Mr. Linux himself, Linus Torvalds, would allow Digital Rights Management in Linux. He’s no fan of it. But he’ll tolerate it, according to the Inquirer.
“I’ve had some private discussions with various people about this already,” he says, “and I do realize that a lot of people want to use the kernel in some way to just make DRM go away, at least as far as Linux is concerned.” However, he himself refuses to “play politics with Linux, and I think you can use Linux for whatever you want to–which very much includes things I don’t necessarily personally approve of.”
The TeleRead take: Exactly! No need for Linux advocates to outMicrosoft the Softies with a control fixation of their own.
Perhaps Torvalds’ thoughts can pave the way for an eventual compromise between at least some Linux boosters and Hollywood. Remember, if you keep DRM out of Linux, that just locks up Microsoft’s operating system monopoly further. In turn, the DRM boosters would do well to be open-minded toward nonproprietary protection systems of the type Jon Noring suggests. That would help pave the way for a universal e-book format at the consumer level for different OSes.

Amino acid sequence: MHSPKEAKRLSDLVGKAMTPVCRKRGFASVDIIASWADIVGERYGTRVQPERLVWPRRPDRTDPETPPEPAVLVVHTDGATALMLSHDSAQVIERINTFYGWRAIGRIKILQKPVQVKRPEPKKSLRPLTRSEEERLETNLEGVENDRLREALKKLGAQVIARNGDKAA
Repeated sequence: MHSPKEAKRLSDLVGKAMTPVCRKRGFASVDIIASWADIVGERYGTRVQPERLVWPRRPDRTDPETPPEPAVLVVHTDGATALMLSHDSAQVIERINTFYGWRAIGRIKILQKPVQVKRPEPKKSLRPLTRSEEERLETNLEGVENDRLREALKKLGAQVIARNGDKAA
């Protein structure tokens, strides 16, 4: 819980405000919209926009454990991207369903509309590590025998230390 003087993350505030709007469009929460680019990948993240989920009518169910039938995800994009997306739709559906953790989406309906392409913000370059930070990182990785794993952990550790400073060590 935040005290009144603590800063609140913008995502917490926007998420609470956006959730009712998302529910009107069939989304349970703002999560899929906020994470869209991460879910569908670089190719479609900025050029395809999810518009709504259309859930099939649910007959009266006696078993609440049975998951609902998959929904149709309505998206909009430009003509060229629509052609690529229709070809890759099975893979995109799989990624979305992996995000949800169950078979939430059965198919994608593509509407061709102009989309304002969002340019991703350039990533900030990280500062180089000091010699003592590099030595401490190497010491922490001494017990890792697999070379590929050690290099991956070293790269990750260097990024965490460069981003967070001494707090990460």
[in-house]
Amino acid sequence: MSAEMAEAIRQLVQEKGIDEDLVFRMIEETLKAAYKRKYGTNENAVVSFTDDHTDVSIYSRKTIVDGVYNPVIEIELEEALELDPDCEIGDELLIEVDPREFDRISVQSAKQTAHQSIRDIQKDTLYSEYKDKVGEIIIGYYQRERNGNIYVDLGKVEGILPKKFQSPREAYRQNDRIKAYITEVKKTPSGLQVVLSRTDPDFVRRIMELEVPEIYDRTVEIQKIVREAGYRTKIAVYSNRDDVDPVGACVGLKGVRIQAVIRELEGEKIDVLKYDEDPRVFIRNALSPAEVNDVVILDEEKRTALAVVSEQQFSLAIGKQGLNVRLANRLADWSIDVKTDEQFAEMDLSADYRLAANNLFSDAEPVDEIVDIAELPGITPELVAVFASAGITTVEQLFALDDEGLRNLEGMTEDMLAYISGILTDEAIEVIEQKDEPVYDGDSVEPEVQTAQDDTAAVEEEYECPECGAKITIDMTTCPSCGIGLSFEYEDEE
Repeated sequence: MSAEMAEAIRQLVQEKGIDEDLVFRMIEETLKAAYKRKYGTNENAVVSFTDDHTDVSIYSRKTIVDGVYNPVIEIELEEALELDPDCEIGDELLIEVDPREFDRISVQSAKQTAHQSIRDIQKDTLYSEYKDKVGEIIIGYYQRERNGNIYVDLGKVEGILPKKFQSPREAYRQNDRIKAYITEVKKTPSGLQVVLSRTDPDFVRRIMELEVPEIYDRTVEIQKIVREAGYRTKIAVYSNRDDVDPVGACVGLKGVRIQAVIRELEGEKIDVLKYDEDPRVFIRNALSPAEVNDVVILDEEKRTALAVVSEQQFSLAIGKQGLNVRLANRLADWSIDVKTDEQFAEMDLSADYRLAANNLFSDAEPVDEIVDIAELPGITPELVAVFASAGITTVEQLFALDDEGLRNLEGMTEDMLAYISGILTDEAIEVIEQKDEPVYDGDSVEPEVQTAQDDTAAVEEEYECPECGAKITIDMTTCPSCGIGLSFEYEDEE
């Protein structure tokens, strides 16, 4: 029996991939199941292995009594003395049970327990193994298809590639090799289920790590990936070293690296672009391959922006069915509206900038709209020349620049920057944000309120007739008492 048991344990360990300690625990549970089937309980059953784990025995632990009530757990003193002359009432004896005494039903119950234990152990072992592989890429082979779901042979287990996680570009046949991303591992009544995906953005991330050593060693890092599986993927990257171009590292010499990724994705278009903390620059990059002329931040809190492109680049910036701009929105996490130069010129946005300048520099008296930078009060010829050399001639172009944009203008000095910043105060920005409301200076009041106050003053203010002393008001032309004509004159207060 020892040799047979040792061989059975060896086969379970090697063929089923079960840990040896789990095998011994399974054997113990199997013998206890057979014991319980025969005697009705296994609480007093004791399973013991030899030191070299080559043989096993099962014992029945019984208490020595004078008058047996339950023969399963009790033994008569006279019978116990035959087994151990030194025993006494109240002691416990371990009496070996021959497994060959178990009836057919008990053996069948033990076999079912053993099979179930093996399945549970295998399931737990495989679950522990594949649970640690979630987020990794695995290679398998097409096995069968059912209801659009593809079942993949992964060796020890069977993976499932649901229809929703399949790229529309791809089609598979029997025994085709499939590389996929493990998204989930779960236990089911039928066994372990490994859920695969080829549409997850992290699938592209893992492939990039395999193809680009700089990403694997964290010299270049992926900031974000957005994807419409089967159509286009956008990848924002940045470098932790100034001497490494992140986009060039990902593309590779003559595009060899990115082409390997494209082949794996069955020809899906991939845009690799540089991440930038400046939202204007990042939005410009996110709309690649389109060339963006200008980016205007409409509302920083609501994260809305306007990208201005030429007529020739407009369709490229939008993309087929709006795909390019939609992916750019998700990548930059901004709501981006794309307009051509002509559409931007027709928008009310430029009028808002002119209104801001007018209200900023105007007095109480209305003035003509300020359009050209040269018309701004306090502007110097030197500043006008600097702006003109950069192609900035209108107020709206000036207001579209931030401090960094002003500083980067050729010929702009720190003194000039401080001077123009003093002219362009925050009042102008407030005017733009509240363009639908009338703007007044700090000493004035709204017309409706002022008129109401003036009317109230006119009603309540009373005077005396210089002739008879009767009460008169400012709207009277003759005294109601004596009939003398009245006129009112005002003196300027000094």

For some interesting DRM-related thoughts, see a recent BBC essay by Bill Thompson. He came up with some rather off-target rants about Europe and the Web last year, but could be dead right in certain ways on rights management. An excerpt from his DRM essay:
If copyright is a good thing, and most of us seem to support giving authors the ability to sell their work and decide who gets to copy it, then protecting copyright should surely be a good thing too.
In this light, bringing the Linux-using community into the rights management world makes a lot of sense.
Because if Linux does not support rights management then Linux users will either have to do without access to e-books, music, movies and all other forms of digitally signed and protected materials–or write their own programs to break whatever protection is provided, irrespective of the legal rights or artistic desires of the copyright owners.
This, of course, is just what happened with the DeCSS program, written to crack the rather shoddy encryption on commercial DVD movies so that a DVD player could be written for Linux.
OK, fine. But now it’s time for the DRM boosters to come forward with more flexibility–especially about e-books.
Interesting link: Check out a W3C workshop presentation on Open Digital Rights Management. Oh, to avoid those proprietary wrinkles in protection systems that can wreak havoc on “Open”!